Currently one in seven adults is affected by chronic kidney disease. The public health consequences are enormous. The authors conclude:

“For an individual, lifetime risk of CKD is high, with more than half the US adults aged 30 to 64 years likely to develop CKD. Knowing the lifetime incidence of CKD may raise individuals’ awareness and encourage them to take steps to prevent CKD.”

Prevention: Metabolic syndrome and chronic kidney disease

Current Opinion in Nephrology and HypertensionComponents of metabolic syndrome (MetS) including insulin resistance, hypertension, dyslipidemia and inflammation are particularly rough on the kidneys. A review published in Current Opinion in Nephrology and Hypertension highlights the connection:

“The association of the metabolic syndrome (MetS) with cardiovascular risk, mortality, type 2 diabetes mellitus, stroke, nonfatty liver disease and gout is well known. However, the association of the MetS with chronic kidney disease (CKD) is now emerging…Studies show that patients with MetS have a 2.5-fold higher risk of developing CKD. The risk of microalbuminuria is also increased two-fold in the MetS. Renal dysfunction becomes apparent long before the appearance of hypertension or diabetes in MetS. Compared with healthy controls, patients with MetS have increased microvascular disease-tubular atrophy, interstitial fibrosis, arterial sclerosis and global and segmental sclerosis.”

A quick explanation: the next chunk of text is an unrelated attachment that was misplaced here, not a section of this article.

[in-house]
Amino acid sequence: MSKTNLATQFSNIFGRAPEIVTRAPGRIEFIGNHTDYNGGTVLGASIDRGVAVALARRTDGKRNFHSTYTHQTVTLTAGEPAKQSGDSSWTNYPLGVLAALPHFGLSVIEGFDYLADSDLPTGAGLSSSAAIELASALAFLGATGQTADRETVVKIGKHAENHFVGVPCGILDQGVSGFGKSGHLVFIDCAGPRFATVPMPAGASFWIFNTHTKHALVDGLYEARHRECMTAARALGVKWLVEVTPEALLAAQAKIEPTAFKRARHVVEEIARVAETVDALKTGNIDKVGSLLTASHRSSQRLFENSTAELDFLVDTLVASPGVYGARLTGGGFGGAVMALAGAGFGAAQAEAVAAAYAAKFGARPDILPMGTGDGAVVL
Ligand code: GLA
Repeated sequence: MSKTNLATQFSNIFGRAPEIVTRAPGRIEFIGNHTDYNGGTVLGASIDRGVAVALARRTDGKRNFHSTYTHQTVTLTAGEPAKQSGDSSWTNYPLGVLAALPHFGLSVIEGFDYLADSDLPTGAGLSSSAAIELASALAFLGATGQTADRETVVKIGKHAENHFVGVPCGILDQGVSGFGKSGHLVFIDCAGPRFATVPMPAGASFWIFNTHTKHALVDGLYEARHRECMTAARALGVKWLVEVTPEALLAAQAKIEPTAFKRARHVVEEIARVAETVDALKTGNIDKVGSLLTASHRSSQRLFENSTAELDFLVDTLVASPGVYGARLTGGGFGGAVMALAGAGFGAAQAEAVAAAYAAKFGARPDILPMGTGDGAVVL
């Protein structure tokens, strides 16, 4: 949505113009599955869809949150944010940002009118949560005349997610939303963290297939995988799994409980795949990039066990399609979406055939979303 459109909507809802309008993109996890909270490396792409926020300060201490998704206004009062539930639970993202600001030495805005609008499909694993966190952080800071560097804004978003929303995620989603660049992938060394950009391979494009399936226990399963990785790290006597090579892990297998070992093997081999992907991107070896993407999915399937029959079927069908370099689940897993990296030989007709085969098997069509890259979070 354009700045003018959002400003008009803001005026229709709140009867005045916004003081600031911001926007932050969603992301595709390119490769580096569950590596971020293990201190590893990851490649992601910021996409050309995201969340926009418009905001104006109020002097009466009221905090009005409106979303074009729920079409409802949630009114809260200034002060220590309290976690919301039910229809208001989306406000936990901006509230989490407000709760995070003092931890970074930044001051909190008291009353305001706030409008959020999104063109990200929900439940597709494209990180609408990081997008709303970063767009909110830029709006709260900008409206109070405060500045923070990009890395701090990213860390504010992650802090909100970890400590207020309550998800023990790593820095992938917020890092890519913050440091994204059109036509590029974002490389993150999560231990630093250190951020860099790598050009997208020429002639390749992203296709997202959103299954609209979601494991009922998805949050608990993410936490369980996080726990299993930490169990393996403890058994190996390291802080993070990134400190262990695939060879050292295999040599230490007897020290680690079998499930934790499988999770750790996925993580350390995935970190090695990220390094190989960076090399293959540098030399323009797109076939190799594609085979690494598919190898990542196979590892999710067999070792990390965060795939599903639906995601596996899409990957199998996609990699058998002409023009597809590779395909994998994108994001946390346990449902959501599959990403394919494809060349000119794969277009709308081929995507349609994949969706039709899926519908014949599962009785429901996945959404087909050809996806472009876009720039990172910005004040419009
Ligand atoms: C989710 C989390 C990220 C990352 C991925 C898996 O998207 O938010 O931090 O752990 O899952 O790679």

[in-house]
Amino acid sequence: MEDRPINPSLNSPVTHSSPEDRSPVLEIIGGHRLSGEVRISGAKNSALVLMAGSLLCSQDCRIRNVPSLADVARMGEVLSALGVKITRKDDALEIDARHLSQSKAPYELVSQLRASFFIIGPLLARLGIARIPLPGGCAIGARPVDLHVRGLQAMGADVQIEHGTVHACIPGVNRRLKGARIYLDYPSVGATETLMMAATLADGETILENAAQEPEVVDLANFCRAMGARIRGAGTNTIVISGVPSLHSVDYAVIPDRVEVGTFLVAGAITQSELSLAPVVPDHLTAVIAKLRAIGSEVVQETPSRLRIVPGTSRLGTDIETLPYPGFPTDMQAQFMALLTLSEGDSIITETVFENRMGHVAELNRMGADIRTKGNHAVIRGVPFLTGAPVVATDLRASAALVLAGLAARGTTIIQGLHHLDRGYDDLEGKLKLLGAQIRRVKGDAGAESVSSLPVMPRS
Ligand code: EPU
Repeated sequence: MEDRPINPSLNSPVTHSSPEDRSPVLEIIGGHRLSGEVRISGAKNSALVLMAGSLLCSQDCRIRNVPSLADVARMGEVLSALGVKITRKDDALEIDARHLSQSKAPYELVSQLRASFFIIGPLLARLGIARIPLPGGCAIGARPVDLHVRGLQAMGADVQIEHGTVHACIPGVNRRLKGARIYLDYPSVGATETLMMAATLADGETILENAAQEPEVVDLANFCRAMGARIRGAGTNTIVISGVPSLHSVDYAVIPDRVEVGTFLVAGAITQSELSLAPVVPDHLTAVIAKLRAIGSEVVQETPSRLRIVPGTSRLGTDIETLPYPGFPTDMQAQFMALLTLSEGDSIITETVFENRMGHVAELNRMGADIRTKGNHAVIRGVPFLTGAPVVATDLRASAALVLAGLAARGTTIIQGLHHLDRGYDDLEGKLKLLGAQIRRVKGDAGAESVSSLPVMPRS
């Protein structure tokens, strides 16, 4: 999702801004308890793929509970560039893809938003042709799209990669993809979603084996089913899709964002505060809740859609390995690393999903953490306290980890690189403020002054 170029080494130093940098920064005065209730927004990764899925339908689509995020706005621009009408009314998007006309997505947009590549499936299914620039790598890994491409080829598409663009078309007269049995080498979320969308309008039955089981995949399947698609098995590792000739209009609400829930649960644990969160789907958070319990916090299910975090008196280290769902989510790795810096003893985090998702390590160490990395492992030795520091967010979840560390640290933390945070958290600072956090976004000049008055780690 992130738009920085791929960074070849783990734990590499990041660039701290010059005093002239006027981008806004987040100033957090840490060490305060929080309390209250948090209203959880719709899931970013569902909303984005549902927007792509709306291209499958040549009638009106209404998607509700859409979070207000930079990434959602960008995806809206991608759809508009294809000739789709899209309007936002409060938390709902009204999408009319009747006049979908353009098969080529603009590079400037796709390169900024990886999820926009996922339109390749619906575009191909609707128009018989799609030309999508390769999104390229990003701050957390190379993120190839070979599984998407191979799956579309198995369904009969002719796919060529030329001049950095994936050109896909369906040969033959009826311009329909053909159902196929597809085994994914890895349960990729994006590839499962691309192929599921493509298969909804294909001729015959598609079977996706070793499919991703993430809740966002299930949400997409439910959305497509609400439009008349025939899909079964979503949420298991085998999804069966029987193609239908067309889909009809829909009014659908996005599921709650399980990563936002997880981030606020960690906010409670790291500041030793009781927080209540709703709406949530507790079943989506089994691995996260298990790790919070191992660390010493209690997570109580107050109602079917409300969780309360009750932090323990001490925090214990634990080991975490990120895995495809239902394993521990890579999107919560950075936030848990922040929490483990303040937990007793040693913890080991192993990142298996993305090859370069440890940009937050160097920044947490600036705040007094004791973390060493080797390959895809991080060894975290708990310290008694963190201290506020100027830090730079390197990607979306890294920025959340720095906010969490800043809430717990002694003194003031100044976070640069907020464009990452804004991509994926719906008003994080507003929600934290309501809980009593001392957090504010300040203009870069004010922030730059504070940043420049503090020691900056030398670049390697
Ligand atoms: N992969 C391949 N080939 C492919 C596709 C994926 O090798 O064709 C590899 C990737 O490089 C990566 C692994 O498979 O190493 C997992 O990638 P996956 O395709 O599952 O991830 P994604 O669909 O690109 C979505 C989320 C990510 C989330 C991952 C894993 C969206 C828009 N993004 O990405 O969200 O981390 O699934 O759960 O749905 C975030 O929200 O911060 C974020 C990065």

Clinicians should especially note that metabolic syndrome is contributing to chronic kidney disease well before it evolves into diabetes and the development of hypertension. Regarding potential mechanisms:

“Studies suggest that the renal fibrosis seen in MetS might be caused by a constellation of insulin resistance, hypertension, dyslipidemias and inflammation, and result in a heightened expression of adipocytokines, angiotensin and inflammatory cytokines such as interleukin-6 and tumour necrosis factor-alpha.”

World Journal of NephrologyThe author of a paper published in the World Journal of Nephrology states: